19. tartanfever says:

    How many people reading this article believe that the ‘No’ campaign started off with a low 40% ?

    Yes, exactly, absolutely no-one. This is a man trying to show that his campaign gained support rather than lose it for his own career.

    The one thing BT were excellent at was winding us up and wasting our time by diverting attention away from our agenda. It looks like they’re still doing it quite effectively.

    With that in mind, where’s the bloody article ‘mobile phone roaming charges going through the roof on Brexit’ that I can show to my unionist neighbour as an example of whats coming down the line when we leave Europe ?

  20. MBC says:

    What a loathsome little t**d. Sorry. Scotland the door mat.

  21. MBC says:

    I don’t think a single voter was persuaded by the more powers for Scotland lie. I think they were persuaded by fear – fear of what independence might mean and comfort in better the devil you know – and loathing of the SNP and nationalism, in part because they hadn’t a scoobie about what the Yes campaign was about. I am still meeting No voters who had no grasp of the choice we faced, so politically disengaged were they and ingrained in their prejudices about nationalism and Scotland. Too wee, too poor, too stupid, etc. Politicisation only went so far.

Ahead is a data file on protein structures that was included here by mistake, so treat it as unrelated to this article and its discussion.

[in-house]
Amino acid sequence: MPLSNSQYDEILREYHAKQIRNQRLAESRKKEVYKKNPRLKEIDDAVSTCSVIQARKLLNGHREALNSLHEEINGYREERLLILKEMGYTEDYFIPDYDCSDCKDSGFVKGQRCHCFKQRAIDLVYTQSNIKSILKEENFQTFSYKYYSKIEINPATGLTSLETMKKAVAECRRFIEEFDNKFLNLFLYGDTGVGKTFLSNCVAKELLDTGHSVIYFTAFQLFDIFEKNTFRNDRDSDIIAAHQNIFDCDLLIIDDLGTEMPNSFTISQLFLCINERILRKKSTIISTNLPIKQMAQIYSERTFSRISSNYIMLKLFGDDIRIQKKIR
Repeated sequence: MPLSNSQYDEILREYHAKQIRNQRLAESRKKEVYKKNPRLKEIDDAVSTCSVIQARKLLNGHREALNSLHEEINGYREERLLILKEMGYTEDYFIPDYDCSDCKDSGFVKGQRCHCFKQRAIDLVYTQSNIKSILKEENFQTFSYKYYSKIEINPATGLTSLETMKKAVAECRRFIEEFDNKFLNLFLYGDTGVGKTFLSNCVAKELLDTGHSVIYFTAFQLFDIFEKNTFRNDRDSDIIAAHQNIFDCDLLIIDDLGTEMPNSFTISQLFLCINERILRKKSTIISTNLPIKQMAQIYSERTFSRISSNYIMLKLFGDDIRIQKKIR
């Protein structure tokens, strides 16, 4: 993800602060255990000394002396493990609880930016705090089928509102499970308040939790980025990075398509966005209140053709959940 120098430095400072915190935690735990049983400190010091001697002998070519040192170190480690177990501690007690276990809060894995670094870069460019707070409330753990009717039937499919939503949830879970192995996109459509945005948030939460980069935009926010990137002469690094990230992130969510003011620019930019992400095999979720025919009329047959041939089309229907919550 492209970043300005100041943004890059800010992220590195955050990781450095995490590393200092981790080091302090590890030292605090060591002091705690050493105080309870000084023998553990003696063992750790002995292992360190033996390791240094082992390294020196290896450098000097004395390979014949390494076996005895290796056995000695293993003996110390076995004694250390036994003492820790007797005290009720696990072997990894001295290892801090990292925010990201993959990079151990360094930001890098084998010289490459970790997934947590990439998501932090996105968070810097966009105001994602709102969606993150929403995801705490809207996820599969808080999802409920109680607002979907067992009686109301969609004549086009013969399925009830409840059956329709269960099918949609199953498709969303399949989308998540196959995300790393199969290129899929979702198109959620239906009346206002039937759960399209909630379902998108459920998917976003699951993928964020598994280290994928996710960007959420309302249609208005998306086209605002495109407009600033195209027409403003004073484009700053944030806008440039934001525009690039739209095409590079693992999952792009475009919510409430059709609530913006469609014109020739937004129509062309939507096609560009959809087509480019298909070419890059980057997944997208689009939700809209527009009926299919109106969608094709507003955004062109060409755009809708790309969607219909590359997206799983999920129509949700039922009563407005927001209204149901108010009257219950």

I hear what you are saying Mike about the undecideds and I agree there is no point us being in a Yes bubble, we have to reach out. But I think the number of undecideds won’t be 30% next time round, the debate normalised the idea of independence.